Read alone the statement seems simply foolish, dig deeper and the absurdity becomes even plainer. Given that the receiver is about 800 to 1000 meters (approx. 2,600 to 3,300 feet) from shore, and the shark had been detected over 200 times in the previous three weeks it clearly had been within one kilometer (0.6 miles) of shore for most of the month. It was detected on consecutive days from Nov. 24 to 25, Dec. 4 to 5, and every day from Dec. 9 to 19. I only refer to daylight detections, as this is what the now "serious threat" policy is gauged against. Dept. of Fisheries acting Director General Rick Fletcher stated that numerous other mitigation strategies to move the shark on had been tried and failed, but refused to name what these "other strategies" actually were.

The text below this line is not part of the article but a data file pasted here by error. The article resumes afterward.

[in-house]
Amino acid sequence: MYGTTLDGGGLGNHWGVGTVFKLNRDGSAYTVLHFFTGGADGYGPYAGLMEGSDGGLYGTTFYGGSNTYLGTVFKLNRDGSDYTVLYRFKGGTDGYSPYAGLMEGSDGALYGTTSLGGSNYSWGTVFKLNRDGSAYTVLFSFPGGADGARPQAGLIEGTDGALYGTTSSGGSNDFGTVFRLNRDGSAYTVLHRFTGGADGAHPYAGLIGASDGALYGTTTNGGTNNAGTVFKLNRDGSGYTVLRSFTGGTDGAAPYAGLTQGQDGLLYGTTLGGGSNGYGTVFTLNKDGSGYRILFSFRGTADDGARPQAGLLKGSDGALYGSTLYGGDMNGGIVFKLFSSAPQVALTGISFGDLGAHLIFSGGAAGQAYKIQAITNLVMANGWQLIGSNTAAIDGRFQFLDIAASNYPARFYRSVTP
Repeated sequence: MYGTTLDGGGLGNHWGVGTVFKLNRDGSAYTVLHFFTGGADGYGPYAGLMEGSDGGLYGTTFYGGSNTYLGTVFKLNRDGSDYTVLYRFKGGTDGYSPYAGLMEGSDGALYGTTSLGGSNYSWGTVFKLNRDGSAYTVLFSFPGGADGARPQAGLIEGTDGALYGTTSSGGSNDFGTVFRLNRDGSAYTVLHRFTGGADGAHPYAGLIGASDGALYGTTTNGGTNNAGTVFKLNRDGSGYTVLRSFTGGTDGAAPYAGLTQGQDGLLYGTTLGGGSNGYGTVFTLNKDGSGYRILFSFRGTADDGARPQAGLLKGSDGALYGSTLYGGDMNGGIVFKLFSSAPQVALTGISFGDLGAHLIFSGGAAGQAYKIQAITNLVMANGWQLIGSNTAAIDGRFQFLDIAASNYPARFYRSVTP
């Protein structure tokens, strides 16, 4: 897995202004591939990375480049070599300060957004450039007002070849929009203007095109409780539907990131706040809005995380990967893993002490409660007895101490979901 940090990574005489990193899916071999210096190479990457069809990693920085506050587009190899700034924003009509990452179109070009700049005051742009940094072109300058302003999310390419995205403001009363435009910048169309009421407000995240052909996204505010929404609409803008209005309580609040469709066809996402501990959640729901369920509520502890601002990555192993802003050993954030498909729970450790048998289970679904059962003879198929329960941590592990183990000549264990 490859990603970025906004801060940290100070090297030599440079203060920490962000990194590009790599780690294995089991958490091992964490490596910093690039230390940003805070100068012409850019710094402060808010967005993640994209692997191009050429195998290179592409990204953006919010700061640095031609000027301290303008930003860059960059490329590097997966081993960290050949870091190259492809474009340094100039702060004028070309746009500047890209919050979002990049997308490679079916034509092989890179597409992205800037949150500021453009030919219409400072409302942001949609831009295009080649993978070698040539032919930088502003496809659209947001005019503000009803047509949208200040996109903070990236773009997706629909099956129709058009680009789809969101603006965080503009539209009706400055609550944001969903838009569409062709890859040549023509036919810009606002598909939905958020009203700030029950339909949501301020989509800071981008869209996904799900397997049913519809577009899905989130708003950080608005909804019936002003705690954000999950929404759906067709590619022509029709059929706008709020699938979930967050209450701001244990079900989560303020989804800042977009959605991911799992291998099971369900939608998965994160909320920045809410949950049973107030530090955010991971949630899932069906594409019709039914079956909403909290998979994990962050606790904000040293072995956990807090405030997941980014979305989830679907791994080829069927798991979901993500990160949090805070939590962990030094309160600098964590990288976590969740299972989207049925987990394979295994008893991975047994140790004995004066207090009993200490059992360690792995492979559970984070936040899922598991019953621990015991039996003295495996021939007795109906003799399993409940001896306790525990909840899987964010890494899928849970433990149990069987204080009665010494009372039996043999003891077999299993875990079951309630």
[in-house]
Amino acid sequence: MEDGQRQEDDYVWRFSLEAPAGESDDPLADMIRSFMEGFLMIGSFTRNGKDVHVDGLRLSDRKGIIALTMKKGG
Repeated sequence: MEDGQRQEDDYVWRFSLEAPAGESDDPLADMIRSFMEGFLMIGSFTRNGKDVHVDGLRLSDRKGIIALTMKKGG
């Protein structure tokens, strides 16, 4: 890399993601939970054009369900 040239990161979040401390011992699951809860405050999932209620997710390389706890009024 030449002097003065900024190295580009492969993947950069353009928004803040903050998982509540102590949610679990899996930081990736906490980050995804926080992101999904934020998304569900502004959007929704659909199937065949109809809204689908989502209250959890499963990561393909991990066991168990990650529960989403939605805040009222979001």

Scarborough beach to Perth's north is one of our busiest beaches. A tagged white shark was detected on its receiver on consecutive days in December. This triggered a beach closure yet no kill order. Warnbro sound experienced over 200 detections over a two month period, including 10 consecutive days in Dec. yet not once was the beach closed. The closure of Warnbro beaches came only as a result of a kill order being issued. It was stated that the coming school holidays was a contributing factor, along with warm and sunny weather. So is Premier Barnett stating that the lives of holiday makers are more important than those of the Warnbro locals? The same locals who had been using their beaches for the past month, despite the known presence of sharks? Beaches in the greater Perth area are always busy in summer, regardless of holidays. Why was Scarborough beach, a popular tourist spot closed for a tagged shark, and Warnbro (a residential area) not for a shark that indicated not only it's presence but likely many others due to schooling fish? The parallels to the Mayor of Amity Island from "Jaws" and the WA Premier seem more and more fitting. Beach closures and shark hunts to protect tourists and holiday makers, while locals look on in bewilderment and anger, all the while acknowledging and accepting the seasonal presence of sharks.